The "tiger" (the word itself or a roar) was a common element in early cheers. Its use in the "rocket" cheer (named because the words, hisses and noises were supposed to evoke the sounds of exploding rockets or fireworks) did not refer to the Princeton mascot; the Tiger Mascot came later.
Soon after the first Intercollegiate Football Game in 1869, cheers were extended to athletic events and were used by both the baseball and football teams at home and away games, as well as at practices.
Multiple cheers evolved throughout the latter half of the 19th century, including "The Tiger," "The Rocket," "The Princeton Cheer" and "The Tiger and Rocket," which morphed and intertwined over time, including:
Rah! Rah! Rah! S-s-s-t! Boom! A-h-h-h!
Hurrah! Hurrah! Hurrah! Tiger! S-s-s-t! Boom! A-h-h-h!
Hooray, hooray, hooray! Tiger siss-boom-ah, Princeton!
Thomas Peebles, Class of 1882, who was familiar with these cheers, moved to Minnesota in 1884 and transplanted the idea of organized crowds cheering at football games to the University of Minnesota — which is therefore credited as having started "organized cheerleading" on November 2, 1898.
However, the term "cheer-leader" was used at Princeton as early as October 26, 1897, with cheerleaders Thomas, Class of 1898, Easton, Class of 1898, and Guerin, Class of 1899, cheering for the teams at games and football practices. Special cheering sections were designated in the stands for both home and visiting teams, much as bands were later to have special sections. It had become such common practice that in 1894 the editors of the Daily Princetonian excoriated those "freshmen sitting in the grand stand and utterly refusing to aid their team by cheering, or any other way to gain a victory."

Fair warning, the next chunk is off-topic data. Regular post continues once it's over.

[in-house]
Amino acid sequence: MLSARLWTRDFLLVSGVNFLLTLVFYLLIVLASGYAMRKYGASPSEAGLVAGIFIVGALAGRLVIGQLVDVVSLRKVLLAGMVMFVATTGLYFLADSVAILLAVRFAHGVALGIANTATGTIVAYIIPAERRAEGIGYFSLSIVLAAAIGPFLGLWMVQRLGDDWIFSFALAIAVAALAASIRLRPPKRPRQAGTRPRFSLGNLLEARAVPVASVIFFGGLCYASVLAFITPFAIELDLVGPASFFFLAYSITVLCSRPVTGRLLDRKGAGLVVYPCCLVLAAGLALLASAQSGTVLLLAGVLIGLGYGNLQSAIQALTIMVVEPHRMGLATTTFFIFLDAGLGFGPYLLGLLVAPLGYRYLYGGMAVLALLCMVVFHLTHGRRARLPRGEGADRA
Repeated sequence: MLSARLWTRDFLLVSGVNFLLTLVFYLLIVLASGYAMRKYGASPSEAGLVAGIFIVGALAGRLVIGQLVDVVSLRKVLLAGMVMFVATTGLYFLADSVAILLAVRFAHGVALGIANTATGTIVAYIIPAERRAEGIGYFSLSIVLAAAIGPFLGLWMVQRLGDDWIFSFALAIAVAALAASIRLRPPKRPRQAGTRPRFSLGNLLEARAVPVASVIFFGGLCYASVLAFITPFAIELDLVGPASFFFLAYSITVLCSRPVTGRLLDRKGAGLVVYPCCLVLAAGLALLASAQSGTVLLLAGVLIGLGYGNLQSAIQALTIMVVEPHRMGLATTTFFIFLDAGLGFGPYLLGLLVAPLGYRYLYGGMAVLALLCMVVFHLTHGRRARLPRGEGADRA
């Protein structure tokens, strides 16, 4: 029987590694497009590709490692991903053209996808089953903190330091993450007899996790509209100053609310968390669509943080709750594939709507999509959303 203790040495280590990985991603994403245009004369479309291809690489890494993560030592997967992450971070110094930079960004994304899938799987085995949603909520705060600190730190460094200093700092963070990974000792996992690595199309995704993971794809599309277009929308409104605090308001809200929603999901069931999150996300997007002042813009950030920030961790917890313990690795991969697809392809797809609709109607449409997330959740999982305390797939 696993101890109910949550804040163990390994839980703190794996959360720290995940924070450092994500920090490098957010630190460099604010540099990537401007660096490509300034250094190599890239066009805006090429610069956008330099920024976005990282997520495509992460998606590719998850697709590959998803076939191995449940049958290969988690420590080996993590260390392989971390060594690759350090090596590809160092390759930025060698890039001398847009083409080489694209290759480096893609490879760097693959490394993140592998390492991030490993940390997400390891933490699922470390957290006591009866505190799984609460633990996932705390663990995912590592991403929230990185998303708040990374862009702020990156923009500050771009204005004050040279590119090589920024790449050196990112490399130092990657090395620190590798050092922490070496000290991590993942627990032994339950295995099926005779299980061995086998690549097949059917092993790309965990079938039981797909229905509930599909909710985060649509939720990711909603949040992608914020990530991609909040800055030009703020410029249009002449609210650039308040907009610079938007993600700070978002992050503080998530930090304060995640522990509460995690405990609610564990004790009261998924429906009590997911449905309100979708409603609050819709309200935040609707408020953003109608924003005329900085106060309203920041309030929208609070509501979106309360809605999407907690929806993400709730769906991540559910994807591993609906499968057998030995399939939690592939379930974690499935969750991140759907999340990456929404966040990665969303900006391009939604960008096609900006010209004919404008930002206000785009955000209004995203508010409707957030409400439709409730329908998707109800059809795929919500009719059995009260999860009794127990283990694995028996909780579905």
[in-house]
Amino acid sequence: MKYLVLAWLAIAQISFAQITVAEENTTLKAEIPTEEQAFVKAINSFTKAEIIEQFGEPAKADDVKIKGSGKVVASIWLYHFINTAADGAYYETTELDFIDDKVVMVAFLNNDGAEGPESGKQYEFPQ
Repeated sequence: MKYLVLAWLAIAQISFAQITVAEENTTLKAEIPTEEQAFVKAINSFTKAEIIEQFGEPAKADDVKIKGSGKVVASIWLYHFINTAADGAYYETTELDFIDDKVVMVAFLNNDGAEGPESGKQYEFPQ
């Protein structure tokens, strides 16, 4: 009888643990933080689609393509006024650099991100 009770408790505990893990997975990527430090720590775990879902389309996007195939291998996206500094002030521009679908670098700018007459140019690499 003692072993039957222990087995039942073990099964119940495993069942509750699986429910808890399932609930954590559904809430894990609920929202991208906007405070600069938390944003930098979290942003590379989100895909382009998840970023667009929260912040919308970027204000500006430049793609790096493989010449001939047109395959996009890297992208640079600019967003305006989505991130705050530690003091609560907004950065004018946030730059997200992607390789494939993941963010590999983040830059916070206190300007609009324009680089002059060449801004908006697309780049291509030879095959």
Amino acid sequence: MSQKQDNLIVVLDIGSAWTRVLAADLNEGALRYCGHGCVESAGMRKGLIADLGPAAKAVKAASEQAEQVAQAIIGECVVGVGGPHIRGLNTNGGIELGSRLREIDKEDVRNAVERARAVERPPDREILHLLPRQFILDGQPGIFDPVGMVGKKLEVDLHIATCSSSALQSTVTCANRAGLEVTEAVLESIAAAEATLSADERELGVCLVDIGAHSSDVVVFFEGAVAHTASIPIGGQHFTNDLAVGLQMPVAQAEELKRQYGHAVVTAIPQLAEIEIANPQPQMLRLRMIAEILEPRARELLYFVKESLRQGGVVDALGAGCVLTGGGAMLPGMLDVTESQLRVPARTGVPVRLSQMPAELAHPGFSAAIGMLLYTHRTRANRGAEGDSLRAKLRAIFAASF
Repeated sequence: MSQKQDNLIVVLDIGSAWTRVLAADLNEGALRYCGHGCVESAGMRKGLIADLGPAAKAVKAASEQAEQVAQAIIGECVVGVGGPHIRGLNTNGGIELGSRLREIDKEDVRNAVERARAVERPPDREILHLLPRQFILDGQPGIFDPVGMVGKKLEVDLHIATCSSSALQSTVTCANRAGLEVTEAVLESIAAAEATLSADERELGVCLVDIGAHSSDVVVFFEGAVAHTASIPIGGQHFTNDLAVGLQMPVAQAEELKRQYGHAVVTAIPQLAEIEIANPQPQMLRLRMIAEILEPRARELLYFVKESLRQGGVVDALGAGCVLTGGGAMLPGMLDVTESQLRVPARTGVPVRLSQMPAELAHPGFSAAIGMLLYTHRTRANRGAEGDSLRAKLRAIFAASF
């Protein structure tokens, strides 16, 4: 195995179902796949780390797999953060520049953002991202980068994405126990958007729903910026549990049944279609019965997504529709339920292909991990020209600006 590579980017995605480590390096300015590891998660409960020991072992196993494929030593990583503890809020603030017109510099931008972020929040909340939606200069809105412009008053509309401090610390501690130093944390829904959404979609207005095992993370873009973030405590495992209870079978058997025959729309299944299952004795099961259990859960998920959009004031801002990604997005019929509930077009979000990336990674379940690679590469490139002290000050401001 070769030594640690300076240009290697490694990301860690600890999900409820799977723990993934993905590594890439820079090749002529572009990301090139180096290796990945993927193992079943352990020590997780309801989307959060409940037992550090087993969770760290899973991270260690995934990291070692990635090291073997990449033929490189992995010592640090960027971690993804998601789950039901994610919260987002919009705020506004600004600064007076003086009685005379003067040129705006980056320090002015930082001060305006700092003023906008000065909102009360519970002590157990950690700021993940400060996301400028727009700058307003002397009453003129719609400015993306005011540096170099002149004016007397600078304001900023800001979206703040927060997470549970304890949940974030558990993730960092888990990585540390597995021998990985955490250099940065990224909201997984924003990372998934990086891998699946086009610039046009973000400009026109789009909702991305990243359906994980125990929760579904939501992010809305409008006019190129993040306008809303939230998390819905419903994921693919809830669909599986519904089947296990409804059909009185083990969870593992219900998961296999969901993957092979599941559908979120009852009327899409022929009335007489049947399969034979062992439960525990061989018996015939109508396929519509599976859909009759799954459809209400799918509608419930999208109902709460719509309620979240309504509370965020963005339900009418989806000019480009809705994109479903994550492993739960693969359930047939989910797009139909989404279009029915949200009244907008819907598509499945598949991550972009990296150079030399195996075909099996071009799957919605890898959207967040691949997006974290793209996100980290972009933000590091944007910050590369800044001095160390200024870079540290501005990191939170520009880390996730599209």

Today, the Princeton Cheer is called the "Locomotive," a usage dating back to before 1894, and is given as:
Rah rah rah
Tiger, tiger, tiger
Sis, sis, sis,
Boom, boom, boom, ah!
Princeton! Princeton! Princeton!
In variations, "Princeton" is replaced by the name of a class or individual being honored, often followed by clapping, cheers or hooting.
In another cheer used in the first half of the 1900s, first Nassau and then Tiger were spelled out three times, followed by "fight, team, fight." Still another, the "short" cheer, was used principally to honor individuals: "R-r-r-ay, Lourie."